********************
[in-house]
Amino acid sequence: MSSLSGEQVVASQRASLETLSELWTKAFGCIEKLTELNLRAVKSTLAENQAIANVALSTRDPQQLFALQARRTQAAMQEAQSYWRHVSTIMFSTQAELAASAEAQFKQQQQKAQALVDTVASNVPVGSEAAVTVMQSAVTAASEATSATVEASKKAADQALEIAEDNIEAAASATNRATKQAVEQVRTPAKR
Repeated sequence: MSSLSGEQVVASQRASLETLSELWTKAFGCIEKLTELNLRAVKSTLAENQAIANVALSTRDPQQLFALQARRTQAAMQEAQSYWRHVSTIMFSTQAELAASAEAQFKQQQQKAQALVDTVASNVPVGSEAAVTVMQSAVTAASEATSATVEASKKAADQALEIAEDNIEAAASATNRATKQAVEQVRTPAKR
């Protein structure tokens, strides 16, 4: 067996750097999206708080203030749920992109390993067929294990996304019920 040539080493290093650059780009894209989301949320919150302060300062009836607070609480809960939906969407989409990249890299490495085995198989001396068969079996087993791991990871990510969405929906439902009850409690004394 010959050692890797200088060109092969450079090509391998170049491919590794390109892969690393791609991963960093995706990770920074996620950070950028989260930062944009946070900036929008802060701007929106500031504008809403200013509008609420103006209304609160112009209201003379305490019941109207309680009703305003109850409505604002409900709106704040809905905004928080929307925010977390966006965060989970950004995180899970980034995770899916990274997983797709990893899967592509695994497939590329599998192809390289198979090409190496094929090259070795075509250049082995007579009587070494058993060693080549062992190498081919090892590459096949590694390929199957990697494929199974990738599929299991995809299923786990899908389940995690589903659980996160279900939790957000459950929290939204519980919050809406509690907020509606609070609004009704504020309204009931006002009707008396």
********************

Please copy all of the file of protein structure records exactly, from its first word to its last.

[in-house]
Amino acid sequence: MSSLSGEQVVASQRASLETLSELWTKAFGCIEKLTELNLRAVKSTLAENQAIANVALSTRDPQQLFALQARRTQAAMQEAQSYWRHVSTIMFSTQAELAASAEAQFKQQQQKAQALVDTVASNVPVGSEAAVTVMQSAVTAASEATSATVEASKKAADQALEIAEDNIEAAASATNRATKQAVEQVRTPAKR
Repeated sequence: MSSLSGEQVVASQRASLETLSELWTKAFGCIEKLTELNLRAVKSTLAENQAIANVALSTRDPQQLFALQARRTQAAMQEAQSYWRHVSTIMFSTQAELAASAEAQFKQQQQKAQALVDTVASNVPVGSEAAVTVMQSAVTAASEATSATVEASKKAADQALEIAEDNIEAAASATNRATKQAVEQVRTPAKR
């Protein structure tokens, strides 16, 4: 067996750097999206708080203030749920992109390993067929294990996304019920 040539080493290093650059780009894209989301949320919150302060300062009836607070609480809960939906969407989409990249890299490495085995198989001396068969079996087993791991990871990510969405929906439902009850409690004394 010959050692890797200088060109092969450079090509391998170049491919590794390109892969690393791609991963960093995706990770920074996620950070950028989260930062944009946070900036929008802060701007929106500031504008809403200013509008609420103006209304609160112009209201003379305490019941109207309680009703305003109850409505604002409900709106704040809905905004928080929307925010977390966006965060989970950004995180899970980034995770899916990274997983797709990893899967592509695994497939590329599998192809390289198979090409190496094929090259070795075509250049082995007579009587070494058993060693080549062992190498081919090892590459096949590694390929199957990697494929199974990738599929299991995809299923786990899908389940995690589903659980996160279900939790957000459950929290939204519980919050809406509690907020509606609070609004009704504020309204009931006002009707008396």